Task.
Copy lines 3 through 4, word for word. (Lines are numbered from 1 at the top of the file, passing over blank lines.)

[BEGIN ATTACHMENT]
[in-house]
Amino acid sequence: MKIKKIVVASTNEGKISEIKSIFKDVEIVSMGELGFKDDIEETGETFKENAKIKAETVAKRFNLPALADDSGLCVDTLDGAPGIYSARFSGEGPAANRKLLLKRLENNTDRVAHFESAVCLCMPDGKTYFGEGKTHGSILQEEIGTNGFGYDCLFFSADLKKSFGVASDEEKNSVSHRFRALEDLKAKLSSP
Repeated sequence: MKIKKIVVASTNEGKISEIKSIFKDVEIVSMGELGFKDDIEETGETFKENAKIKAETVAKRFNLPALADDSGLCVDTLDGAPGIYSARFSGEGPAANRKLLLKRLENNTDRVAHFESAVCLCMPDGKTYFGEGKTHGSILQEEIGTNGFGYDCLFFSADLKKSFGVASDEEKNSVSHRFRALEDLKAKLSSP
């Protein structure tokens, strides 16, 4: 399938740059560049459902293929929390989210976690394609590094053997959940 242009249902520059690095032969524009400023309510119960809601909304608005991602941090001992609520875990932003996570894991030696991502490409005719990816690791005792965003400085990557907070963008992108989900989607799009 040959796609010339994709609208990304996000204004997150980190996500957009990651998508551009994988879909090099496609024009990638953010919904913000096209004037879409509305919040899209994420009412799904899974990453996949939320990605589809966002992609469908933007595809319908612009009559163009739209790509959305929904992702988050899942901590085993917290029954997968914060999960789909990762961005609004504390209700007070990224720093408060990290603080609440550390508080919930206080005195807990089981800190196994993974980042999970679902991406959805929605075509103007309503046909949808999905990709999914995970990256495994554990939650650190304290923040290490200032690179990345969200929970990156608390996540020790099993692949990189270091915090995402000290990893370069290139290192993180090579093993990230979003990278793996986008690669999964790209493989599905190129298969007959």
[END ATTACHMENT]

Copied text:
Repeated sequence: MKIKKIVVASTNEGKISEIKSIFKDVEIVSMGELGFKDDIEETGETFKENAKIKAETVAKRFNLPALADDSGLCVDTLDGAPGIYSARFSGEGPAANRKLLLKRLENNTDRVAHFESAVCLCMPDGKTYFGEGKTHGSILQEEIGTNGFGYDCLFFSADLKKSFGVASDEEKNSVSHRFRALEDLKAKLSSP
């Protein structure tokens, strides 16, 4: 399938740059560049459902293929929390989210976690394609590094053997959940 242009249902520059690095032969524009400023309510119960809601909304608005991602941090001992609520875990932003996570894991030696991502490409005719990816690791005792965003400085990557907070963008992108989900989607799009 040959796609010339994709609208990304996000204004997150980190996500957009990651998508551009994988879909090099496609024009990638953010919904913000096209004037879409509305919040899209994420009412799904899974990453996949939320990605589809966002992609469908933007595809319908612009009559163009739209790509959305929904992702988050899942901590085993917290029954997968914060999960789909990762961005609004504390209700007070990224720093408060990290603080609440550390508080919930206080005195807990089981800190196994993974980042999970679902991406959805929605075509103007309503046909949808999905990709999914995970990256495994554990939650650190304290923040290490200032690179990345969200929970990156608390996540020790099993692949990189270091915090995402000290990893370069290139290192993180090579093993990230979003990278793996986008690669999964790209493989599905190129298969007959």